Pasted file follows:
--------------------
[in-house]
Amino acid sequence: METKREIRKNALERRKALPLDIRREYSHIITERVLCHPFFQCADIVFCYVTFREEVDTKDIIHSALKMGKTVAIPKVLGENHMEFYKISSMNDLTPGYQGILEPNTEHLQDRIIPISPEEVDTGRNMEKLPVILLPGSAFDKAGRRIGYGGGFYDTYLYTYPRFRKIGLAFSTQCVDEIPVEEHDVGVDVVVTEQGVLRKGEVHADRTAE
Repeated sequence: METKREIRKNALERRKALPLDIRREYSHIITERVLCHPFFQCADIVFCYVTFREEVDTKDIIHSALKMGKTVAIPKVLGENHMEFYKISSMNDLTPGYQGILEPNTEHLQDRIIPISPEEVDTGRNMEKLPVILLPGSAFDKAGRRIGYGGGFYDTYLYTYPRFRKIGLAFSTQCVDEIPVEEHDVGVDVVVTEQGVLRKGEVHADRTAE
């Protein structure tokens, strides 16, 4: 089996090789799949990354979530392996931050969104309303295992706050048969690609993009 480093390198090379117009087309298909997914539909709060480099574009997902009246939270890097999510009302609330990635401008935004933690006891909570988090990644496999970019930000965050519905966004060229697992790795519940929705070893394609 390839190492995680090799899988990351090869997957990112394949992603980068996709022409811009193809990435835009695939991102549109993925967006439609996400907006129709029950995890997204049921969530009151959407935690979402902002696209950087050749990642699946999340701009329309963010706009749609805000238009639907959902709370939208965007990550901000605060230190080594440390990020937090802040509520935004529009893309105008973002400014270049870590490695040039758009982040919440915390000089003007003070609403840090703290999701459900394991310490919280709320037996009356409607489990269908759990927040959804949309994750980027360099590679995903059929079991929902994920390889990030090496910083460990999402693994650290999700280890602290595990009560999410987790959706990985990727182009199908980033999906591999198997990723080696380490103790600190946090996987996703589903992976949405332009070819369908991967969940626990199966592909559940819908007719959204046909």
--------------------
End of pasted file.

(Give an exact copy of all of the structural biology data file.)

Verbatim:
[in-house]
Amino acid sequence: METKREIRKNALERRKALPLDIRREYSHIITERVLCHPFFQCADIVFCYVTFREEVDTKDIIHSALKMGKTVAIPKVLGENHMEFYKISSMNDLTPGYQGILEPNTEHLQDRIIPISPEEVDTGRNMEKLPVILLPGSAFDKAGRRIGYGGGFYDTYLYTYPRFRKIGLAFSTQCVDEIPVEEHDVGVDVVVTEQGVLRKGEVHADRTAE
Repeated sequence: METKREIRKNALERRKALPLDIRREYSHIITERVLCHPFFQCADIVFCYVTFREEVDTKDIIHSALKMGKTVAIPKVLGENHMEFYKISSMNDLTPGYQGILEPNTEHLQDRIIPISPEEVDTGRNMEKLPVILLPGSAFDKAGRRIGYGGGFYDTYLYTYPRFRKIGLAFSTQCVDEIPVEEHDVGVDVVVTEQGVLRKGEVHADRTAE
């Protein structure tokens, strides 16, 4: 089996090789799949990354979530392996931050969104309303295992706050048969690609993009 480093390198090379117009087309298909997914539909709060480099574009997902009246939270890097999510009302609330990635401008935004933690006891909570988090990644496999970019930000965050519905966004060229697992790795519940929705070893394609 390839190492995680090799899988990351090869997957990112394949992603980068996709022409811009193809990435835009695939991102549109993925967006439609996400907006129709029950995890997204049921969530009151959407935690979402902002696209950087050749990642699946999340701009329309963010706009749609805000238009639907959902709370939208965007990550901000605060230190080594440390990020937090802040509520935004529009893309105008973002400014270049870590490695040039758009982040919440915390000089003007003070609403840090703290999701459900394991310490919280709320037996009356409607489990269908759990927040959804949309994750980027360099590679995903059929079991929902994920390889990030090496910083460990999402693994650290999700280890602290595990009560999410987790959706990985990727182009199908980033999906591999198997990723080696380490103790600190946090996987996703589903992976949405332009070819369908991967969940626990199966592909559940819908007719959204046909």